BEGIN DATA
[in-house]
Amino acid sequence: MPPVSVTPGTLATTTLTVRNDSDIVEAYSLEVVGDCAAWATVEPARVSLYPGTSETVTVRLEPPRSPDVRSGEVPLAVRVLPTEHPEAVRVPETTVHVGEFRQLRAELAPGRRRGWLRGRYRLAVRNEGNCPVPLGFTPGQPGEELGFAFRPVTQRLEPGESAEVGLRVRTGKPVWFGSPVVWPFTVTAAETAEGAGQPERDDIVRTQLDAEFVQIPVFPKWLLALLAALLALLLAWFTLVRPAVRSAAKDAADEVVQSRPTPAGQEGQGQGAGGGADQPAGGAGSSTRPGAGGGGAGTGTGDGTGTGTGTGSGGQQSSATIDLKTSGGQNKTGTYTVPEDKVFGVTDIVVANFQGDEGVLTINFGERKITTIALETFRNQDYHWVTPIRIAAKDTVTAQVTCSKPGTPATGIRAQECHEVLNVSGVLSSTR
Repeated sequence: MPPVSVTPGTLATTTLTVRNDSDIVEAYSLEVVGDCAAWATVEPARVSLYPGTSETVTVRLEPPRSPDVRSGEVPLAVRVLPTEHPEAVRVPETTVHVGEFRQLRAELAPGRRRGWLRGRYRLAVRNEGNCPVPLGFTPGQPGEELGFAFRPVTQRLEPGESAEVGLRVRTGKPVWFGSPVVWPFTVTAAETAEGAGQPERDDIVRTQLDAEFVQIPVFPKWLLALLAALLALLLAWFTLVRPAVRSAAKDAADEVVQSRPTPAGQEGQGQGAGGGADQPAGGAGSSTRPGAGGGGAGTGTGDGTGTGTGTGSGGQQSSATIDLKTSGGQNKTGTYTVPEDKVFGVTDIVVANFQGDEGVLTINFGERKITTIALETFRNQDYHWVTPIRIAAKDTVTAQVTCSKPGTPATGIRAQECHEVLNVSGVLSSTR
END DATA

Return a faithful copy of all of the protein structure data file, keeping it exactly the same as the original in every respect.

[in-house]
Amino acid sequence: MPPVSVTPGTLATTTLTVRNDSDIVEAYSLEVVGDCAAWATVEPARVSLYPGTSETVTVRLEPPRSPDVRSGEVPLAVRVLPTEHPEAVRVPETTVHVGEFRQLRAELAPGRRRGWLRGRYRLAVRNEGNCPVPLGFTPGQPGEELGFAFRPVTQRLEPGESAEVGLRVRTGKPVWFGSPVVWPFTVTAAETAEGAGQPERDDIVRTQLDAEFVQIPVFPKWLLALLAALLALLLAWFTLVRPAVRSAAKDAADEVVQSRPTPAGQEGQGQGAGGGADQPAGGAGSSTRPGAGGGGAGTGTGDGTGTGTGTGSGGQQSSATIDLKTSGGQNKTGTYTVPEDKVFGVTDIVVANFQGDEGVLTINFGERKITTIALETFRNQDYHWVTPIRIAAKDTVTAQVTCSKPGTPATGIRAQECHEVLNVSGVLSSTR
Repeated sequence: MPPVSVTPGTLATTTLTVRNDSDIVEAYSLEVVGDCAAWATVEPARVSLYPGTSETVTVRLEPPRSPDVRSGEVPLAVRVLPTEHPEAVRVPETTVHVGEFRQLRAELAPGRRRGWLRGRYRLAVRNEGNCPVPLGFTPGQPGEELGFAFRPVTQRLEPGESAEVGLRVRTGKPVWFGSPVVWPFTVTAAETAEGAGQPERDDIVRTQLDAEFVQIPVFPKWLLALLAALLALLLAWFTLVRPAVRSAAKDAADEVVQSRPTPAGQEGQGQGAGGGADQPAGGAGSSTRPGAGGGGAGTGTGDGTGTGTGTGSGGQQSSATIDLKTSGGQNKTGTYTVPEDKVFGVTDIVVANFQGDEGVLTINFGERKITTIALETFRNQDYHWVTPIRIAAKDTVTAQVTCSKPGTPATGIRAQECHEVLNVSGVLSSTR